The Electoral Commission has said it would like powers to seize documents more quickly during investigations into alleged violations of electoral law.
Officials from the elections watchdog told MPs they were currently able to obtain warrants and search premises and, if needed, seek a court order.
But they said greater "immediacy" was needed when targeting other groups assisting high-profile campaigners. A series of investigations relating to the Brexit referendum are continuing.
Last week, the regulator fined the pro-Brexit campaign group Leave.EU £70,000 for breaking spending rules during the 2016 campaign. The group's founder, Arron Banks, denies the claim and has said it will go to court to challenge the fine.
During a hearing of the Commons Digital, Media and Culture committee, the Commission's head of regulations Louise Edwards said investigations into Vote Leave, the lead Brexit campaign, and Better For the Country were "well advanced" and it expected to complete them this year.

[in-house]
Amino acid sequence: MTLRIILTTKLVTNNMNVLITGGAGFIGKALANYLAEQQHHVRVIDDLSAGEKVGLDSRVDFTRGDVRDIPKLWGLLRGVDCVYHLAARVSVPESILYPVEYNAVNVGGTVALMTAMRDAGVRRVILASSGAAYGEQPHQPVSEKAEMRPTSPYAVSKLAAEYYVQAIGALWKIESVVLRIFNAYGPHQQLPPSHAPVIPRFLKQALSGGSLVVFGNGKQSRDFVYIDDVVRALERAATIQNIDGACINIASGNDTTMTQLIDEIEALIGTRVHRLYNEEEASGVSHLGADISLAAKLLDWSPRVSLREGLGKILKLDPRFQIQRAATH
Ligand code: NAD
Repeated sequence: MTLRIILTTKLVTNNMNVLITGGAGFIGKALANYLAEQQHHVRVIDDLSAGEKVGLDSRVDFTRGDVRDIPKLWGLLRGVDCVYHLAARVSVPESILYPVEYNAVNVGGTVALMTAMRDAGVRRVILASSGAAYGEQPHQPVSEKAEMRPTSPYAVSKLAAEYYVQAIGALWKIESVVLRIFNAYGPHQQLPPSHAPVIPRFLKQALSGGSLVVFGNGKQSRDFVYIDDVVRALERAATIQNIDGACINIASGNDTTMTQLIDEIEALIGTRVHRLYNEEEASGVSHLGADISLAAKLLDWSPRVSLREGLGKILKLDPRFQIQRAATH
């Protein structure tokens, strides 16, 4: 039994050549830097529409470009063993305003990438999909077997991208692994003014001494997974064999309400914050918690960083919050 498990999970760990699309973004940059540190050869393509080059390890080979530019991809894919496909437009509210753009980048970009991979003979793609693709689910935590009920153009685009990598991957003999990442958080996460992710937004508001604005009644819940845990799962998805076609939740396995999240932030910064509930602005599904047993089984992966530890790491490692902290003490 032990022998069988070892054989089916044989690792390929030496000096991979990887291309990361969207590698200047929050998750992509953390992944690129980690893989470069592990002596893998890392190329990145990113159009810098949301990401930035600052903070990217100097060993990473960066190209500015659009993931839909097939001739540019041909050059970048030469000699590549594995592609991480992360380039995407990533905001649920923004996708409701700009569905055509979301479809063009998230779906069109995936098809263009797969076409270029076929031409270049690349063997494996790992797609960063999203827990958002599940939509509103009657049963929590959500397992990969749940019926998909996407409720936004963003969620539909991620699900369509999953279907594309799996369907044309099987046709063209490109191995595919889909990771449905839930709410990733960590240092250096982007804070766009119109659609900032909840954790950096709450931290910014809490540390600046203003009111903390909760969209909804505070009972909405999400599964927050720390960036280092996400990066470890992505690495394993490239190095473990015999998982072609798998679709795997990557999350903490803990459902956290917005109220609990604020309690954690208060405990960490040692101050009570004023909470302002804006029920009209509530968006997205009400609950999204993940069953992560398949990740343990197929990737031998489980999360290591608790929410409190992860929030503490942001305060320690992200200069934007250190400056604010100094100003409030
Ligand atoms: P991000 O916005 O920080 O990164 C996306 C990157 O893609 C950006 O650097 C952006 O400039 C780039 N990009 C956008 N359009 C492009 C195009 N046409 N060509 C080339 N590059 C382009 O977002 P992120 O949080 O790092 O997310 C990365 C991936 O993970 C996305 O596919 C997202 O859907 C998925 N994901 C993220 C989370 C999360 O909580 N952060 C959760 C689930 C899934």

The watchdog has rejected calls for a similar investigation into the lead pro-Remain group Britain Stronger In Europe, a decision which has angered Brexit supporters.
The regulator's director of political finance Bob Posner said it already had significant investigatory powers but would like them to be beefed up to bring it into line with other regulatory bodies.